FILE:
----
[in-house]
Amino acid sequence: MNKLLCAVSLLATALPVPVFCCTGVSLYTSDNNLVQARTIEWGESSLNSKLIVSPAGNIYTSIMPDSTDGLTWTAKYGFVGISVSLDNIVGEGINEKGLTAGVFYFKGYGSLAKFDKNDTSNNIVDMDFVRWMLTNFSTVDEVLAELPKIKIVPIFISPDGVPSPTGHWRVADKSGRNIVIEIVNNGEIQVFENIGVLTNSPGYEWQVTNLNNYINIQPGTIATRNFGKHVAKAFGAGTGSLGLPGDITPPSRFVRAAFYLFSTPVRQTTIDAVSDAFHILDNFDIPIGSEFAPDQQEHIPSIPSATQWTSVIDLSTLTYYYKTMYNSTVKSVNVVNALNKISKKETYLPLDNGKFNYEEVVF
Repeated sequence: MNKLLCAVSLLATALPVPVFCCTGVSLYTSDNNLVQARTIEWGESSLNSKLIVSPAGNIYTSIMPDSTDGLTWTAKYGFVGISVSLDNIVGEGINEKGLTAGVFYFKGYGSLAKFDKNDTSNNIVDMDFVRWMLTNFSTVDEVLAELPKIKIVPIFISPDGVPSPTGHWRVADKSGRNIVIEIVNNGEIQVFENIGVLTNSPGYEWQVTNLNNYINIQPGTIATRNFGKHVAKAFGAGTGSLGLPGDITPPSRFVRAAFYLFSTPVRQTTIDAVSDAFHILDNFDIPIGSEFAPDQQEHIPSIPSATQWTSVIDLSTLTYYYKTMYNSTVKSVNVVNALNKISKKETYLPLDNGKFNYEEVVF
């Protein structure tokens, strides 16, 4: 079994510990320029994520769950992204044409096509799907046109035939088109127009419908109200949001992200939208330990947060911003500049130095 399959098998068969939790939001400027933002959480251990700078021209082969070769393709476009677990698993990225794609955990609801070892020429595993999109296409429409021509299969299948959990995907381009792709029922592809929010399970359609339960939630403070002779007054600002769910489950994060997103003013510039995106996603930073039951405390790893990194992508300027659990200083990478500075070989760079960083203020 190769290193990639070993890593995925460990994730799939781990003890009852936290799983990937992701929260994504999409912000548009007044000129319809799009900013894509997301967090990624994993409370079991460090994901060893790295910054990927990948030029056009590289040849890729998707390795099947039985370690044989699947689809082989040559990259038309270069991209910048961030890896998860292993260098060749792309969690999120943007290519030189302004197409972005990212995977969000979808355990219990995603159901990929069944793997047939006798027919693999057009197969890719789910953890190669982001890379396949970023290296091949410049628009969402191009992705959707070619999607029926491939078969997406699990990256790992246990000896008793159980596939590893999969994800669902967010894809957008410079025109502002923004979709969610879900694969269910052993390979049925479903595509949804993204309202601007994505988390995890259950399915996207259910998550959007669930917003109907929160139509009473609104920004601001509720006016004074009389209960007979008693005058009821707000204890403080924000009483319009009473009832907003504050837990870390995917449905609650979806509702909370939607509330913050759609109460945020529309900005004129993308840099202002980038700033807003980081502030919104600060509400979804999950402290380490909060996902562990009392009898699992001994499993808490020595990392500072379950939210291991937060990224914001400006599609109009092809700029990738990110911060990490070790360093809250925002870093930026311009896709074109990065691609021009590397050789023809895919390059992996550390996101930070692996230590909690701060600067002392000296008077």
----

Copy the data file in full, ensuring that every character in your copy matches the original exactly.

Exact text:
[in-house]
Amino acid sequence: MNKLLCAVSLLATALPVPVFCCTGVSLYTSDNNLVQARTIEWGESSLNSKLIVSPAGNIYTSIMPDSTDGLTWTAKYGFVGISVSLDNIVGEGINEKGLTAGVFYFKGYGSLAKFDKNDTSNNIVDMDFVRWMLTNFSTVDEVLAELPKIKIVPIFISPDGVPSPTGHWRVADKSGRNIVIEIVNNGEIQVFENIGVLTNSPGYEWQVTNLNNYINIQPGTIATRNFGKHVAKAFGAGTGSLGLPGDITPPSRFVRAAFYLFSTPVRQTTIDAVSDAFHILDNFDIPIGSEFAPDQQEHIPSIPSATQWTSVIDLSTLTYYYKTMYNSTVKSVNVVNALNKISKKETYLPLDNGKFNYEEVVF
Repeated sequence: MNKLLCAVSLLATALPVPVFCCTGVSLYTSDNNLVQARTIEWGESSLNSKLIVSPAGNIYTSIMPDSTDGLTWTAKYGFVGISVSLDNIVGEGINEKGLTAGVFYFKGYGSLAKFDKNDTSNNIVDMDFVRWMLTNFSTVDEVLAELPKIKIVPIFISPDGVPSPTGHWRVADKSGRNIVIEIVNNGEIQVFENIGVLTNSPGYEWQVTNLNNYINIQPGTIATRNFGKHVAKAFGAGTGSLGLPGDITPPSRFVRAAFYLFSTPVRQTTIDAVSDAFHILDNFDIPIGSEFAPDQQEHIPSIPSATQWTSVIDLSTLTYYYKTMYNSTVKSVNVVNALNKISKKETYLPLDNGKFNYEEVVF
């Protein structure tokens, strides 16, 4: 079994510990320029994520769950992204044409096509799907046109035939088109127009419908109200949001992200939208330990947060911003500049130095 399959098998068969939790939001400027933002959480251990700078021209082969070769393709476009677990698993990225794609955990609801070892020429595993999109296409429409021509299969299948959990995907381009792709029922592809929010399970359609339960939630403070002779007054600002769910489950994060997103003013510039995106996603930073039951405390790893990194992508300027659990200083990478500075070989760079960083203020 190769290193990639070993890593995925460990994730799939781990003890009852936290799983990937992701929260994504999409912000548009007044000129319809799009900013894509997301967090990624994993409370079991460090994901060893790295910054990927990948030029056009590289040849890729998707390795099947039985370690044989699947689809082989040559990259038309270069991209910048961030890896998860292993260098060749792309969690999120943007290519030189302004197409972005990212995977969000979808355990219990995603159901990929069944793997047939006798027919693999057009197969890719789910953890190669982001890379396949970023290296091949410049628009969402191009992705959707070619999607029926491939078969997406699990990256790992246990000896008793159980596939590893999969994800669902967010894809957008410079025109502002923004979709969610879900694969269910052993390979049925479903595509949804993204309202601007994505988390995890259950399915996207259910998550959007669930917003109907929160139509009473609104920004601001509720006016004074009389209960007979008693005058009821707000204890403080924000009483319009009473009832907003504050837990870390995917449905609650979806509702909370939607509330913050759609109460945020529309900005004129993308840099202002980038700033807003980081502030919104600060509400979804999950402290380490909060996902562990009392009898699992001994499993808490020595990392500072379950939210291991937060990224914001400006599609109009092809700029990738990110911060990490070790360093809250925002870093930026311009896709074109990065691609021009590397050789023809895919390059992996550390996101930070692996230590909690701060600067002392000296008077």